Functional Movement Screen Brings “Very Positive” Results
Article by Erin Thompson, Supplementary Physical Training Coordinator and Physical Educator in the RMC Athletic Department.
In summer of 2011, Physical Education teachers Kara Mazerolle (Collective Sports Coordinator) and Erin Thompson (Supplementary Physical Training (SPT) Coordinator) were certified through Functional Movement Systems Level 1 and 2. (http://www.functionalmovement.com/)
The Functional Movement Screen was a proven predictor of recruit success in the United States Military in 2010 (Raliegh et al.). The purpose of the screen is to prevent micro-traumatic injuries and improve performance. The Screen looks at 7 movement patterns and scores an individual from 0 = pain during movement to 3 = perfect movement pattern with no compensations.
The functional movement assessment identifies or “zeros in on” what the individual’s specific weakness or asymmetries are. These are mobility, stability, or flexibility issues. From this point, the evaluator is able to draw from a library of exercises provided by Functional Movement Systems and prescribe specific exercises for performance improvement, pain reduction, and injury prevention.
Once the SPT Coordinator, Erin Thompson, started to screen and assess members of SPT in September of this school year, she found the same weaknesses and asymmetries were prevalent for the most part, across the board.
The majority of her findings in the early fall 2011 were that most individuals, regardless of which component of the PPT test was failed, had one or all of the following mobility and/or stability problems; tight hamstrings, gluts, calves, or lower back muscles, one weak side for anterior (front of the body) core stability, too much muscle “tone” through one or both side’s hip flexors, thoracic spine and shoulder mobility problems, extreme immobility and instability through the posterior hip (back of the body), trunk stability issues, extremely weak rotary core stability, and for some push ups failures, good shoulder mobility, but very poor scapular stability (shoulder blades).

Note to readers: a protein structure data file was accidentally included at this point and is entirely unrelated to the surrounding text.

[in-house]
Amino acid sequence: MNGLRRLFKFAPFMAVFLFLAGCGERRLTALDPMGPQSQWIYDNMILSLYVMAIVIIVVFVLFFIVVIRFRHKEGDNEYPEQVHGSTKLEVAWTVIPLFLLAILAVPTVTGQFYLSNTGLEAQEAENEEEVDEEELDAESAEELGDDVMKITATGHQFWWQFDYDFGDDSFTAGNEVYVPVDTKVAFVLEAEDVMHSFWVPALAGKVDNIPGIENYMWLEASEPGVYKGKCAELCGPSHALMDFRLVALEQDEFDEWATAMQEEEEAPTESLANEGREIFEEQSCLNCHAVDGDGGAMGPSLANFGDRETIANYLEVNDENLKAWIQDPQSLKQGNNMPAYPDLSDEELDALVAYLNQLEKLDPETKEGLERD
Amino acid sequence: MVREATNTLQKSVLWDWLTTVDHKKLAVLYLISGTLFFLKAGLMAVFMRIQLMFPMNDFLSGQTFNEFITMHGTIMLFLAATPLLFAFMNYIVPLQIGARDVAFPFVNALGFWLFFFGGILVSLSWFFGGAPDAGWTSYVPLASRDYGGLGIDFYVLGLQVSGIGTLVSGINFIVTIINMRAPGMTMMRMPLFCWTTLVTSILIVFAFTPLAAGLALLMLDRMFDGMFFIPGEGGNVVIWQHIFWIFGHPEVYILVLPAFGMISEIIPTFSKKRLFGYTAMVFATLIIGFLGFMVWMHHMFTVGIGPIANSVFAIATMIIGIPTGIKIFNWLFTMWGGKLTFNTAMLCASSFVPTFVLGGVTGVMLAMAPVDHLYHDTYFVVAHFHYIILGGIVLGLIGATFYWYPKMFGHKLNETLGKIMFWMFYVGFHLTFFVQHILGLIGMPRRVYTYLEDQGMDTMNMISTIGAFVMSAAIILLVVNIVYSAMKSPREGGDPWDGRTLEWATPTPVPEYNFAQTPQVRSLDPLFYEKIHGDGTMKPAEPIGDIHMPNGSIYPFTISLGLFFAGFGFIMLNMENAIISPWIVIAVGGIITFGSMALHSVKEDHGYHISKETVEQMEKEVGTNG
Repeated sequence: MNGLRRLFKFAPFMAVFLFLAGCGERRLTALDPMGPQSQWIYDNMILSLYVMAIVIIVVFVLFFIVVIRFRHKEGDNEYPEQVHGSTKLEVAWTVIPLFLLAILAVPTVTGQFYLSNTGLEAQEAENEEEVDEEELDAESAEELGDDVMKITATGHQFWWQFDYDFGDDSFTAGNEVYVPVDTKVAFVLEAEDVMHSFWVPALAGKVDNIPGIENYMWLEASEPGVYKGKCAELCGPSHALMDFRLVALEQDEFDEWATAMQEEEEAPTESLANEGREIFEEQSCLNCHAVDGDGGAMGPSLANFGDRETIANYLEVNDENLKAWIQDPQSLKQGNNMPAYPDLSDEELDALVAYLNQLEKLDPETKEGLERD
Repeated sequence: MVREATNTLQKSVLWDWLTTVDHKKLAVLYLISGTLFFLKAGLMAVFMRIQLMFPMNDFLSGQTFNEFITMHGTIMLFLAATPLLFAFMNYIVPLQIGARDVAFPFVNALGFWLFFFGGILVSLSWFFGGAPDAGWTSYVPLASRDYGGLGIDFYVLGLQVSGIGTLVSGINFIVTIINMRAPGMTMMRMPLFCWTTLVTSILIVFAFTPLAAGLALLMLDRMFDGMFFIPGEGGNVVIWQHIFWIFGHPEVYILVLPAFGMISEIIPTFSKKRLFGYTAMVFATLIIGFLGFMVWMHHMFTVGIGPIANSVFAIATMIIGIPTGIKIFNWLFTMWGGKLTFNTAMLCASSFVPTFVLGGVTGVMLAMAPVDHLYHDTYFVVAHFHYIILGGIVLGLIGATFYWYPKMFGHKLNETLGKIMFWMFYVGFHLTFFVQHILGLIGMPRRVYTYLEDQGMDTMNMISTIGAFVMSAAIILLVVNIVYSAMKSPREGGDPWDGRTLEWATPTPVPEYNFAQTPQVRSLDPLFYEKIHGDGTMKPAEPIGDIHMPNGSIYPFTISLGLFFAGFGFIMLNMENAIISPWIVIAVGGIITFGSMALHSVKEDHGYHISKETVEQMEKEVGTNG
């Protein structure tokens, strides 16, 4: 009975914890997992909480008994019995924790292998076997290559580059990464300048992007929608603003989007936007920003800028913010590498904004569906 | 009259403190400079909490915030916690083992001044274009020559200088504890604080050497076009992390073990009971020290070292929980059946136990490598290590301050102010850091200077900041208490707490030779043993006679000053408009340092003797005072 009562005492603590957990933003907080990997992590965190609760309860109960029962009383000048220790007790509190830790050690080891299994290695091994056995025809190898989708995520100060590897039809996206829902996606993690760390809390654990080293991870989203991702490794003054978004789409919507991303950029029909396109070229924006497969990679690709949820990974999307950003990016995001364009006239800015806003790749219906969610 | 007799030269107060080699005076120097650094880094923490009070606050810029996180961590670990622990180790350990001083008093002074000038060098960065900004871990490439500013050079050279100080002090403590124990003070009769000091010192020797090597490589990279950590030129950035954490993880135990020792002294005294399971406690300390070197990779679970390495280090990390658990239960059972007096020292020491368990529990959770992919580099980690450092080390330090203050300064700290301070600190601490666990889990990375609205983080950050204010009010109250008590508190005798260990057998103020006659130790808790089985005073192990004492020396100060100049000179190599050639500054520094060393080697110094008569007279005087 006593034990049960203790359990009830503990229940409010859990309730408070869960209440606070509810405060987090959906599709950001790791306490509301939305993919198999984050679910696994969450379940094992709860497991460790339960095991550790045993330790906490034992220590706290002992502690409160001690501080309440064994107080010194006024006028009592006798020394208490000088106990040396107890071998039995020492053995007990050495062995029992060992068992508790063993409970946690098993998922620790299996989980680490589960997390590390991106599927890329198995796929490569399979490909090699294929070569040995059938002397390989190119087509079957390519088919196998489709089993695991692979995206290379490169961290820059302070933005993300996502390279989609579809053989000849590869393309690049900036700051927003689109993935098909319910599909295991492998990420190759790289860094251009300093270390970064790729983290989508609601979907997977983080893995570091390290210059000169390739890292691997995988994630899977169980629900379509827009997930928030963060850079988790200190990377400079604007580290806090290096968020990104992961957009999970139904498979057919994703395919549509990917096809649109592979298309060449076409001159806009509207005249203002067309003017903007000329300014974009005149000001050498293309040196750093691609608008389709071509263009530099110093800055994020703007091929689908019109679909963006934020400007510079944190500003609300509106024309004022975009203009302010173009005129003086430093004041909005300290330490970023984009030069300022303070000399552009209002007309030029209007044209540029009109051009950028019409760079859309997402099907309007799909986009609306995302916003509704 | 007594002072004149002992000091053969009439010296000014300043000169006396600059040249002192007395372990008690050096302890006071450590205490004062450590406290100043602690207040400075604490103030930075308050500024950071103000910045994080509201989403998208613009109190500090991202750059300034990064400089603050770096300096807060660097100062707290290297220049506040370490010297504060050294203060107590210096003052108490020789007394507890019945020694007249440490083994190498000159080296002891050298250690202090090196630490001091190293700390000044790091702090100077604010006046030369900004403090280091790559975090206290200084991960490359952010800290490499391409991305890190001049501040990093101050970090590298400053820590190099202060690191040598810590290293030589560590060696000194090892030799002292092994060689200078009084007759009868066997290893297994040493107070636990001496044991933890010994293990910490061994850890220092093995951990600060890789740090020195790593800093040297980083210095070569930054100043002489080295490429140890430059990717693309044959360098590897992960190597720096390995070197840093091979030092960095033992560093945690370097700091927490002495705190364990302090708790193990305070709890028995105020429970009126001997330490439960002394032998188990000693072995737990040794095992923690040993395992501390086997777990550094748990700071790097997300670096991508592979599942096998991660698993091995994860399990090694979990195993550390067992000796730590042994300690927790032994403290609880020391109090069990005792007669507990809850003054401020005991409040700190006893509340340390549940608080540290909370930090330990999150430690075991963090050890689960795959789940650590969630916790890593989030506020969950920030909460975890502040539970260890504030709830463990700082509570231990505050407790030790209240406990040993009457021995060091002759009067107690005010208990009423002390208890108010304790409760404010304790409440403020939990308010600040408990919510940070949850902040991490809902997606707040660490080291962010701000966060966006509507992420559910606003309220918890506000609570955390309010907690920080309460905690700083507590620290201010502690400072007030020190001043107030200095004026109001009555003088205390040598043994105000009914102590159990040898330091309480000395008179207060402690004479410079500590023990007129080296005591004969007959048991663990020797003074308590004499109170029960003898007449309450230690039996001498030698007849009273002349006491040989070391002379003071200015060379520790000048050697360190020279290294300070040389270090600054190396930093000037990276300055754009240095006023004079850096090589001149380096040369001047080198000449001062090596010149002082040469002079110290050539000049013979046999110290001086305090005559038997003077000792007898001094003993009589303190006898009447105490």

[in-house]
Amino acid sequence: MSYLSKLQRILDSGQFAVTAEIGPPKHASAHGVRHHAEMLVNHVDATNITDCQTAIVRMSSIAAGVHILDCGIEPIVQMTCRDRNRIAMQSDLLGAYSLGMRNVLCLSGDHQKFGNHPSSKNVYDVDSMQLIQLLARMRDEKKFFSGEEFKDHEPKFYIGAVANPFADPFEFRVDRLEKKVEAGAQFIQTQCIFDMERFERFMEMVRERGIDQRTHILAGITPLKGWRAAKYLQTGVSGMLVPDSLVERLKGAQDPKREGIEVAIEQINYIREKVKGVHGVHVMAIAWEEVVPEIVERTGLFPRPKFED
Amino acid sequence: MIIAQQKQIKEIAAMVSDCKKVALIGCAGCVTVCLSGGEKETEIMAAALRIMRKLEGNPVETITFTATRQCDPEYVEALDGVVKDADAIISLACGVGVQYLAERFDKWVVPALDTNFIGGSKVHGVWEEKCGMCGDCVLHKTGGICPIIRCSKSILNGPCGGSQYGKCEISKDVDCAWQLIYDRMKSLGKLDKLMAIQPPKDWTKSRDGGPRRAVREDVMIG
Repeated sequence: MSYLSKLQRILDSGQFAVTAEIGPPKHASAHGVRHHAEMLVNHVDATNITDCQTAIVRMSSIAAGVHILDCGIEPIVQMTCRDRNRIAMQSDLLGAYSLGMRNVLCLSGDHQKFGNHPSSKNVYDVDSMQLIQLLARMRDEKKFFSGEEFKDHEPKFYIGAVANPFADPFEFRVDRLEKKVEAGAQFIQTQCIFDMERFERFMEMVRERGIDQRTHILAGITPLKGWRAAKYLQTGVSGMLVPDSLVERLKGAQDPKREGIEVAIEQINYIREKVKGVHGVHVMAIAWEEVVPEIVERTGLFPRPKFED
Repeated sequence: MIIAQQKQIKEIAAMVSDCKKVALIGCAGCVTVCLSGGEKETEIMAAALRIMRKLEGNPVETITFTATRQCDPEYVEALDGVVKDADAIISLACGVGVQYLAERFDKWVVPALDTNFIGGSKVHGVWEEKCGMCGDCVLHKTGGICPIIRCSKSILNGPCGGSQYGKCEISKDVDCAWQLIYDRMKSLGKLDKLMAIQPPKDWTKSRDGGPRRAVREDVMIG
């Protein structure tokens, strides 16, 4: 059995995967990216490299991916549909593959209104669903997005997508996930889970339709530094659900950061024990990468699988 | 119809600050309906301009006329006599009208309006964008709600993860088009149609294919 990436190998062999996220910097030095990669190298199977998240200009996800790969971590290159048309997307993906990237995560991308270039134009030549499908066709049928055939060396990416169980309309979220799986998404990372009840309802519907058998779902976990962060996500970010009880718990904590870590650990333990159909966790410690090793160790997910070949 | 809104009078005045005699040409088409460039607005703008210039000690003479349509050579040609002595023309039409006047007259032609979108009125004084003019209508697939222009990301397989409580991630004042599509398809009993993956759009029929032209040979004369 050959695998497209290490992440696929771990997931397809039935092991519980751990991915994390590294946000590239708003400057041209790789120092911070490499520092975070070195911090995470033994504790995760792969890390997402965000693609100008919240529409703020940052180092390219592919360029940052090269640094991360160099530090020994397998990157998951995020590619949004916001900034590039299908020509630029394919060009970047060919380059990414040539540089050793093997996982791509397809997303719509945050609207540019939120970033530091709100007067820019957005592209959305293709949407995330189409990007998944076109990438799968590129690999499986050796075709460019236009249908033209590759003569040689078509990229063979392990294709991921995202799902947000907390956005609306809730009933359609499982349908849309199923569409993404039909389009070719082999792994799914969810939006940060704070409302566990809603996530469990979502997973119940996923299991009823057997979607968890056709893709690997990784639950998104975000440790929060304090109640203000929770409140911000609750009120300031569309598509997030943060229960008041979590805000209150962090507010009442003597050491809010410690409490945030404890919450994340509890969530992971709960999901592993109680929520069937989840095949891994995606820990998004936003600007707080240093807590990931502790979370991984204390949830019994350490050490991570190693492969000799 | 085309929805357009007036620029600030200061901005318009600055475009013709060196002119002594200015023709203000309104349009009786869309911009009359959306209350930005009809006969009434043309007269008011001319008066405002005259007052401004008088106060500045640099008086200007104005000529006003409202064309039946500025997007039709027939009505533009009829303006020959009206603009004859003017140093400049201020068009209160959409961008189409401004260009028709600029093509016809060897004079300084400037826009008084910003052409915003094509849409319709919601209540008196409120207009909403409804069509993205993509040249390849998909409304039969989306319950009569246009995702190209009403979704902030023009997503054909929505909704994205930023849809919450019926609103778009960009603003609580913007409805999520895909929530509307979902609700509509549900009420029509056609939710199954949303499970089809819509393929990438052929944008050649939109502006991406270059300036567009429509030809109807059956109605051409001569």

For those on SPT, working on having healthy body composition, engaging in regular strength and conditioning programming, and practicing PPT components are all absolutely vital for success; however, corrective exercises for the aforementioned weaknesses and imbalances have been incorporated into the daily SPT routine and the results are very positive.
Some Officer Cadets that have participated in the SPT program this fall and winter made the following comments through a questionnaire:
“The SPT program is in essence a training program, but also something of a rehabilitation program. I say this because it helps people get back into the groove of things. While it is designed to tackle a plethora of different muscle groups, some people only require specific training to one group. It is for this reason that some people might be less inclined to do it. It’s a decent program that helps tone out all components of the PPT while also building flexibility”. (1st year male)